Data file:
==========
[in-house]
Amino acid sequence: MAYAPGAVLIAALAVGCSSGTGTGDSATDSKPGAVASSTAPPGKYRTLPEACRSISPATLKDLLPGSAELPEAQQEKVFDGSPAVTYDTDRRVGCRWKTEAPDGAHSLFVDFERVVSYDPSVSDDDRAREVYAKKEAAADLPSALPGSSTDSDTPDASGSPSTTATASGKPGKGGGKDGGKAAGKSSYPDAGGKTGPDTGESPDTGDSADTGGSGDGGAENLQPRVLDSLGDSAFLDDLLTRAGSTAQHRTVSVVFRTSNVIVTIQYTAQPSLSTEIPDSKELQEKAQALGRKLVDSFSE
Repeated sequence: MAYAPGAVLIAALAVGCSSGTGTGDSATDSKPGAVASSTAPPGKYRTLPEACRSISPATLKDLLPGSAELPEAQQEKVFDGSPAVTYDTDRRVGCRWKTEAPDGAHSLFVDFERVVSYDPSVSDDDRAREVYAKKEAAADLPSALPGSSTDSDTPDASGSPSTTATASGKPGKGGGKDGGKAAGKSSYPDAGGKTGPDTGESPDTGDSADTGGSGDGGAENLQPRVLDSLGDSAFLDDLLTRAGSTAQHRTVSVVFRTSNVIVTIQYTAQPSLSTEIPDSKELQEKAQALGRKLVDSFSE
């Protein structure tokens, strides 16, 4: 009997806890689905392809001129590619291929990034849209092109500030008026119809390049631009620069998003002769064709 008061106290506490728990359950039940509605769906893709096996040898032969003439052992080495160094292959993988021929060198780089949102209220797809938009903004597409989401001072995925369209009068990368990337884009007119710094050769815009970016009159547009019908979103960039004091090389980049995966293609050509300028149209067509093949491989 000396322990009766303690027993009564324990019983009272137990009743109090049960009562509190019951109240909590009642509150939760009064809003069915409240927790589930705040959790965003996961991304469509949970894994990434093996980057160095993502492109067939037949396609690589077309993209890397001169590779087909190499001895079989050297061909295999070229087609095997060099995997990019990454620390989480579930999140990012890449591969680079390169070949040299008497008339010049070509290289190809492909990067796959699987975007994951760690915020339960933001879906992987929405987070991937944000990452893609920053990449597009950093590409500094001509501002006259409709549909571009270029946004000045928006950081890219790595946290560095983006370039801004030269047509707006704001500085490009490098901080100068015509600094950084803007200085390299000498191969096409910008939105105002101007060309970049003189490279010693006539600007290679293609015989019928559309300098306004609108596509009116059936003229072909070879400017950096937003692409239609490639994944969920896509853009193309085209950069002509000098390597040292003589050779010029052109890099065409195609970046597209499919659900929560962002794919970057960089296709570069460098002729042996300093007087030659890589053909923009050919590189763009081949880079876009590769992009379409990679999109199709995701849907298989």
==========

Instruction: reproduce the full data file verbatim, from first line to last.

[in-house]
Amino acid sequence: MAYAPGAVLIAALAVGCSSGTGTGDSATDSKPGAVASSTAPPGKYRTLPEACRSISPATLKDLLPGSAELPEAQQEKVFDGSPAVTYDTDRRVGCRWKTEAPDGAHSLFVDFERVVSYDPSVSDDDRAREVYAKKEAAADLPSALPGSSTDSDTPDASGSPSTTATASGKPGKGGGKDGGKAAGKSSYPDAGGKTGPDTGESPDTGDSADTGGSGDGGAENLQPRVLDSLGDSAFLDDLLTRAGSTAQHRTVSVVFRTSNVIVTIQYTAQPSLSTEIPDSKELQEKAQALGRKLVDSFSE
Repeated sequence: MAYAPGAVLIAALAVGCSSGTGTGDSATDSKPGAVASSTAPPGKYRTLPEACRSISPATLKDLLPGSAELPEAQQEKVFDGSPAVTYDTDRRVGCRWKTEAPDGAHSLFVDFERVVSYDPSVSDDDRAREVYAKKEAAADLPSALPGSSTDSDTPDASGSPSTTATASGKPGKGGGKDGGKAAGKSSYPDAGGKTGPDTGESPDTGDSADTGGSGDGGAENLQPRVLDSLGDSAFLDDLLTRAGSTAQHRTVSVVFRTSNVIVTIQYTAQPSLSTEIPDSKELQEKAQALGRKLVDSFSE
């Protein structure tokens, strides 16, 4: 009997806890689905392809001129590619291929990034849209092109500030008026119809390049631009620069998003002769064709 008061106290506490728990359950039940509605769906893709096996040898032969003439052992080495160094292959993988021929060198780089949102209220797809938009903004597409989401001072995925369209009068990368990337884009007119710094050769815009970016009159547009019908979103960039004091090389980049995966293609050509300028149209067509093949491989 000396322990009766303690027993009564324990019983009272137990009743109090049960009562509190019951109240909590009642509150939760009064809003069915409240927790589930705040959790965003996961991304469509949970894994990434093996980057160095993502492109067939037949396609690589077309993209890397001169590779087909190499001895079989050297061909295999070229087609095997060099995997990019990454620390989480579930999140990012890449591969680079390169070949040299008497008339010049070509290289190809492909990067796959699987975007994951760690915020339960933001879906992987929405987070991937944000990452893609920053990449597009950093590409500094001509501002006259409709549909571009270029946004000045928006950081890219790595946290560095983006370039801004030269047509707006704001500085490009490098901080100068015509600094950084803007200085390299000498191969096409910008939105105002101007060309970049003189490279010693006539600007290679293609015989019928559309300098306004609108596509009116059936003229072909070879400017950096937003692409239609490639994944969920896509853009193309085209950069002509000098390597040292003589050779010029052109890099065409195609970046597209499919659900929560962002794919970057960089296709570069460098002729042996300093007087030659890589053909923009050919590189763009081949880079876009590769992009379409990679999109199709995701849907298989």